Anxiety/psychology , COVID-19/rehabilitation , Depression/psychology , Patient Satisfaction , Social Isolation/psychology , Stress, Psychological/psychology , Virtual Reality , Adaptation, Psychological , COVID-19/psychology , Feasibility Studies , Hospital Units , Hospitalization , Humans , Loneliness/psychology , Medical Staff, Hospital , Meditation , Nature , New York City , Nursing Staff, Hospital , SARS-CoV-2 , Video Games
18.
BMC Nephrol ; 22(1): 144, 2021 04 21.
Article in English | MEDLINE | ID: covidwho-1197344

ABSTRACT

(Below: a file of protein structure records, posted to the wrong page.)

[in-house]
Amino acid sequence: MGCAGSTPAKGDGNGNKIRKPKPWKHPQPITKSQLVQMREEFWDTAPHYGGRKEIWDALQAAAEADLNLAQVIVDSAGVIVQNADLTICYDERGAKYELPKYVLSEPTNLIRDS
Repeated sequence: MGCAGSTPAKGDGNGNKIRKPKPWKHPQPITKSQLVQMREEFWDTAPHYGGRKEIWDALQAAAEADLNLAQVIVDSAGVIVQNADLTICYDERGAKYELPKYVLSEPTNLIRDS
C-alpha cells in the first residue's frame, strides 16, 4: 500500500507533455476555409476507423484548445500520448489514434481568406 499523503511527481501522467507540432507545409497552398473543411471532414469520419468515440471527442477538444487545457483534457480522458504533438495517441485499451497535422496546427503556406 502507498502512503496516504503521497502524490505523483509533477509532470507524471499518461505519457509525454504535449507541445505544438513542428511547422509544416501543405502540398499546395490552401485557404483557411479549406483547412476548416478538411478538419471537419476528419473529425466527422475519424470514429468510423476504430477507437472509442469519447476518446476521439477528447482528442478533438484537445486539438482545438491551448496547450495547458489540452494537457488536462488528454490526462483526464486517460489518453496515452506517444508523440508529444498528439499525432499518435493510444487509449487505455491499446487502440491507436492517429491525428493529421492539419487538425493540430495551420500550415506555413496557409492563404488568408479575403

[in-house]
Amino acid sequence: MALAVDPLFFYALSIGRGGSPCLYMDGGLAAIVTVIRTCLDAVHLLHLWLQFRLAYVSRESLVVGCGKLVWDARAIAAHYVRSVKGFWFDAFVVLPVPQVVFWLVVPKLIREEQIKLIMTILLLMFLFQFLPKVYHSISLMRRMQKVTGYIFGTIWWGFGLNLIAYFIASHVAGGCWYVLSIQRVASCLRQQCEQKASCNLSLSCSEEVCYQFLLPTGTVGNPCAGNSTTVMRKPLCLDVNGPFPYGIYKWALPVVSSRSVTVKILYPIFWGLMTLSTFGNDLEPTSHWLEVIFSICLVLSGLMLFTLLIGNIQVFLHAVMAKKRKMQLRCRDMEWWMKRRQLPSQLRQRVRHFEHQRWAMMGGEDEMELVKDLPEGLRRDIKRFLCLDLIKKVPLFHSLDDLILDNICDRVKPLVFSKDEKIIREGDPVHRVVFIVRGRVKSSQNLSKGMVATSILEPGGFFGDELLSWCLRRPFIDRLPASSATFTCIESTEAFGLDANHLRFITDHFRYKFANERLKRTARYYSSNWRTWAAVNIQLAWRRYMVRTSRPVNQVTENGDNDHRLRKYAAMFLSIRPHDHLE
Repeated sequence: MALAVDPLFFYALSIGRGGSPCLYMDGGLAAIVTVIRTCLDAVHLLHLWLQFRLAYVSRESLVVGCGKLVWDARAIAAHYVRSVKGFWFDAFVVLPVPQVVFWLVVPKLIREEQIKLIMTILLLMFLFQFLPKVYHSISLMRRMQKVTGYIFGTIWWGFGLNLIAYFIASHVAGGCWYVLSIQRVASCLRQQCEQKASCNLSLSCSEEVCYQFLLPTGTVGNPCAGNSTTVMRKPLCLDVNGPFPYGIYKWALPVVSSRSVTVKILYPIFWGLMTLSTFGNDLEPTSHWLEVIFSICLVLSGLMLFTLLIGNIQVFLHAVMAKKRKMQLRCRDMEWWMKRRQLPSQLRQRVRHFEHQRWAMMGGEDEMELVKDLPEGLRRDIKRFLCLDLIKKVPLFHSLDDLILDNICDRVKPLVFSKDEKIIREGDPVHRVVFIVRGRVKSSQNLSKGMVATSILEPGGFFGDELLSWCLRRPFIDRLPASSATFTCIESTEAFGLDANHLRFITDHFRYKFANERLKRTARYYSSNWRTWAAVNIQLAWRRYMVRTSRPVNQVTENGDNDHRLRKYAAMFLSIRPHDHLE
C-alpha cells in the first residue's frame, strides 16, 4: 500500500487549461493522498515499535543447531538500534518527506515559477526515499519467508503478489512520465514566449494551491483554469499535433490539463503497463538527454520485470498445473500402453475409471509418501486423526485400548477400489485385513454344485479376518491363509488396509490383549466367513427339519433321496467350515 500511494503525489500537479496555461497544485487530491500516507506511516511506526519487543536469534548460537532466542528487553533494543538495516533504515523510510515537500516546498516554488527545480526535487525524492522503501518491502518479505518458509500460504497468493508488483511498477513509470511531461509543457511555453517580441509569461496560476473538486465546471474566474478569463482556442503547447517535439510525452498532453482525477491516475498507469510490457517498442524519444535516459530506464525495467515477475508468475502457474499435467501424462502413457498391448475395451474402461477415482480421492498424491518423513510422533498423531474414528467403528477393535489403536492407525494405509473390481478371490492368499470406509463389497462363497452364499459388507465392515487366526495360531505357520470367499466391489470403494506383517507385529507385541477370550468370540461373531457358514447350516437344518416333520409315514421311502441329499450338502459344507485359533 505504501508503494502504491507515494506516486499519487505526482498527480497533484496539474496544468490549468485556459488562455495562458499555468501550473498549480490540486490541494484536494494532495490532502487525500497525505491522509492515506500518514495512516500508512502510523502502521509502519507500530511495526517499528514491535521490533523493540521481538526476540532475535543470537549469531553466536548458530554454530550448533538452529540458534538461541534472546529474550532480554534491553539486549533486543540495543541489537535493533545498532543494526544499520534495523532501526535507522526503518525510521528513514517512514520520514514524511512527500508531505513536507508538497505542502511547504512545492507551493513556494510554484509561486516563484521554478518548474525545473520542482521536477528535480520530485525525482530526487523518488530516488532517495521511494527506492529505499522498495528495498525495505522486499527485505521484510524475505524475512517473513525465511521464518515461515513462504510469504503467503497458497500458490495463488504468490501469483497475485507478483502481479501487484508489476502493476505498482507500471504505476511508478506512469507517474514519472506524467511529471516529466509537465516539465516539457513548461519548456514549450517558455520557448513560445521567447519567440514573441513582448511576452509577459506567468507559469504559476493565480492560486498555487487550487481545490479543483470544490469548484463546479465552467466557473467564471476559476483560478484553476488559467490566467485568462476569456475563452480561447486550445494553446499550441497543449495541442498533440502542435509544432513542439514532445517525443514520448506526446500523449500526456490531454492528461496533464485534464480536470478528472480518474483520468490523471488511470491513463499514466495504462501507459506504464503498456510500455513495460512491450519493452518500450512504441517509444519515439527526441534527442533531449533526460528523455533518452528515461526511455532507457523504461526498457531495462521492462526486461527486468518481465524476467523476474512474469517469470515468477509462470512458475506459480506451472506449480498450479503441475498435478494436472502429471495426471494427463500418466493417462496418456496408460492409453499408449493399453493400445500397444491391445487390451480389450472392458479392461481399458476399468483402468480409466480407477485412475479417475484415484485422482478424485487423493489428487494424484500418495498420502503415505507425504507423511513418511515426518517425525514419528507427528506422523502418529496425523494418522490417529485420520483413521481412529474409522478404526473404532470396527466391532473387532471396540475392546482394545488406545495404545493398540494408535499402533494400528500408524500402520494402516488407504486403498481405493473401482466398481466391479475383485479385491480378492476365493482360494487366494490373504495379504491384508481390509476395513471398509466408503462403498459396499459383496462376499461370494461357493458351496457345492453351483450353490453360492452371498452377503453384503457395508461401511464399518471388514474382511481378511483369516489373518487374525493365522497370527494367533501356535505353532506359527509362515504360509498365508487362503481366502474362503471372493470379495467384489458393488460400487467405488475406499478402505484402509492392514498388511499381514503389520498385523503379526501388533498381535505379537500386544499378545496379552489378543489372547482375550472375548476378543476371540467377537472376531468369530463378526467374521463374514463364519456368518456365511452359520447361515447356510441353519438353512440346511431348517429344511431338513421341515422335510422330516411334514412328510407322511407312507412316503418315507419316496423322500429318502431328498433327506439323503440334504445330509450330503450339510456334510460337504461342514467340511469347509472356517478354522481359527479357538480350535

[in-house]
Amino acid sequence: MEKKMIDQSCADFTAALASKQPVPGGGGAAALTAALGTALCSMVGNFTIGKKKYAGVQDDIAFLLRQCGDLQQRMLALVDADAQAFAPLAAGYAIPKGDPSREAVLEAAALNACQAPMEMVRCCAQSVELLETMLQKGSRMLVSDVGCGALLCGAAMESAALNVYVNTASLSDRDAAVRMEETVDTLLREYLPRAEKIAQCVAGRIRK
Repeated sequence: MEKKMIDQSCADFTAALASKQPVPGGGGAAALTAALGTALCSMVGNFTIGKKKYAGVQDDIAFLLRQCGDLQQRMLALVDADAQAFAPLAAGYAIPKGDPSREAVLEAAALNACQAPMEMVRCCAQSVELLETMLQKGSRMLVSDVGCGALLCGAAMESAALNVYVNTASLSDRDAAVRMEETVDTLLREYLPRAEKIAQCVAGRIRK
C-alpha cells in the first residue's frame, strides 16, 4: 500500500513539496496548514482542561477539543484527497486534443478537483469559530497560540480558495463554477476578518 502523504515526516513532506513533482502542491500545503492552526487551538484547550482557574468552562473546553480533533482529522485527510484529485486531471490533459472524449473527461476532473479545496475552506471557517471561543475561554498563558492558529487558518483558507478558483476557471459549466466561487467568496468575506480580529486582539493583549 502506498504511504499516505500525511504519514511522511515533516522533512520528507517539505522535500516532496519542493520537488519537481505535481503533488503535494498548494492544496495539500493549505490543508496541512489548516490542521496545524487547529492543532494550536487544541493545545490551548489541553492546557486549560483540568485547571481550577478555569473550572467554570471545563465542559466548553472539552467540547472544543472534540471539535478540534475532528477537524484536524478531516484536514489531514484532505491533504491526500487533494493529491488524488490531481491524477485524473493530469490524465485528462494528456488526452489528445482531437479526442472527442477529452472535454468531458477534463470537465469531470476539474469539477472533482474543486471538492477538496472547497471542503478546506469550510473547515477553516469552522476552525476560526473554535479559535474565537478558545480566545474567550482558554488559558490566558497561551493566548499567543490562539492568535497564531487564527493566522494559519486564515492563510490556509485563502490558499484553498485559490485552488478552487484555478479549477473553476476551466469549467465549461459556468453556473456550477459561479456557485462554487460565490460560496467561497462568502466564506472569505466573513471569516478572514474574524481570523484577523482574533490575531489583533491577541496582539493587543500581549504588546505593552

BACKGROUND: SARS-CoV-2 (COVID-19) is a novel coronavirus associated with high mortality rates. The use of Continuous Positive Airway Pressure (CPAP) has been recognised as a management option for severe COVID-19 (NHS, Specialty guides for patient management during the coronavirus pandemic Guidance for the role and use of non-invasive respiratory support in adult patients with coronavirus (confirmed or suspected), https://www.nice.org.uk/guidance/ng159 ). We offered ward-based CPAP to COVID-19, dialysis patients not suitable for escalation to ICU. The aim of the study was to evaluate the use of CPAP for COVID-19 dialysis patients compared to non-dialysis COVID-19 patients outside of the intensive care setting. We further aimed to investigate factors associated with improved outcomes. METHODS: Data was collected from a single centre (Royal Preston Hospital, UK), from March to June 2020. Treatment outcomes were compared for dialysis and non-dialysis dependent patients who received CPAP with limitations on their escalation and resuscitation status. Kaplan-Meier survival curves and Cox regression models were used to compare outcomes. The primary study outcome was 30 day mortality. Confounders including length of admission, systemic anticoagulation and ultrafiltration volumes on dialysis were also analysed. RESULTS: Over the study period, 40 dialysis patients tested positive for COVID-19, with 30 requiring hospital admission. 93% (n = 28) required supplementary oxygen and 12% (n = 9) required CPAP on the ward. These patients were compared to a serial selection of 14 non-dialysis patients treated with CPAP during the same period. Results showed a significant difference in 30 day survival rates between the two groups: 88.9% in the dialysis group vs. 21.4% in the non-dialysis group. Statistical modelling showed that anticoagulation was also an important factor and correlated with better outcomes. CONCLUSION: This is to the best of our knowledge, the largest series of COVID-19 dialysis patients treated with CPAP in a ward-based setting. In general, dialysis dependent patients have multiple co-morbidities including cardiovascular disease and diabetes mellitus making them vulnerable to COVID-19 and not always suitable for treatment in ICU. We showed a significantly lower 30 day mortality rate with the use of CPAP in the dialysis group (11.1%) compared to the non-dialysis group (78.6%). Despite a small sample size, we believe this study provides impetus for further work clarifying the role of CPAP in treating COVID-19 dialysis dependent patients.